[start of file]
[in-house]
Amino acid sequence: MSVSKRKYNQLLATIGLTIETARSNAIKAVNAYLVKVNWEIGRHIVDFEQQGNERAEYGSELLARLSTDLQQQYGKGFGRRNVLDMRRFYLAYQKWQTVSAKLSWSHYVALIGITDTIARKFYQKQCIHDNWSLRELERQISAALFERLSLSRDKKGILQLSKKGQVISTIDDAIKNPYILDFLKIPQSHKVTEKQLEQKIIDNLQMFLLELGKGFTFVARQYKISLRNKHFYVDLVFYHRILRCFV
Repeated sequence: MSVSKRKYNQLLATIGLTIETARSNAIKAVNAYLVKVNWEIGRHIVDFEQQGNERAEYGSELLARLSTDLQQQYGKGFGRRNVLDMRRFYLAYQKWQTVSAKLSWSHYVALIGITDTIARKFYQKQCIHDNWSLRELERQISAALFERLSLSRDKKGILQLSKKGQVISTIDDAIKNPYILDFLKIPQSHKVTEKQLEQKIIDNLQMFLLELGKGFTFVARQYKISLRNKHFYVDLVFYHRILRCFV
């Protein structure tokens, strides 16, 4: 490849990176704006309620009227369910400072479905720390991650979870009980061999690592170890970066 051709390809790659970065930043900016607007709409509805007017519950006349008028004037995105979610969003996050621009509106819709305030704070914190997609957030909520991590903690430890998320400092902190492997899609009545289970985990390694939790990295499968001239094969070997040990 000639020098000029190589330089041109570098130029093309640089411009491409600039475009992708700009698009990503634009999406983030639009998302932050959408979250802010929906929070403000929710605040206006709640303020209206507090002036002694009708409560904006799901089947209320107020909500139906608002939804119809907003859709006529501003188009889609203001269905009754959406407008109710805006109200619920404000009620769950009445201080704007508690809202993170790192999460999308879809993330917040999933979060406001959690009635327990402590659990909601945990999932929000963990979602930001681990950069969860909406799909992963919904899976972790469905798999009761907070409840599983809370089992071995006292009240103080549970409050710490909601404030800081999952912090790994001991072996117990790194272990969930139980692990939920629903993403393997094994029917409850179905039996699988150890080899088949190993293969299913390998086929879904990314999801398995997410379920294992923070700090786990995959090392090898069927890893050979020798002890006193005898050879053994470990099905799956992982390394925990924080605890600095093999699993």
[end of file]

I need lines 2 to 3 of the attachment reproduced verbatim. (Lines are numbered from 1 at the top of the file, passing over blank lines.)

Amino acid sequence: MSVSKRKYNQLLATIGLTIETARSNAIKAVNAYLVKVNWEIGRHIVDFEQQGNERAEYGSELLARLSTDLQQQYGKGFGRRNVLDMRRFYLAYQKWQTVSAKLSWSHYVALIGITDTIARKFYQKQCIHDNWSLRELERQISAALFERLSLSRDKKGILQLSKKGQVISTIDDAIKNPYILDFLKIPQSHKVTEKQLEQKIIDNLQMFLLELGKGFTFVARQYKISLRNKHFYVDLVFYHRILRCFV
Repeated sequence: MSVSKRKYNQLLATIGLTIETARSNAIKAVNAYLVKVNWEIGRHIVDFEQQGNERAEYGSELLARLSTDLQQQYGKGFGRRNVLDMRRFYLAYQKWQTVSAKLSWSHYVALIGITDTIARKFYQKQCIHDNWSLRELERQISAALFERLSLSRDKKGILQLSKKGQVISTIDDAIKNPYILDFLKIPQSHKVTEKQLEQKIIDNLQMFLLELGKGFTFVARQYKISLRNKHFYVDLVFYHRILRCFV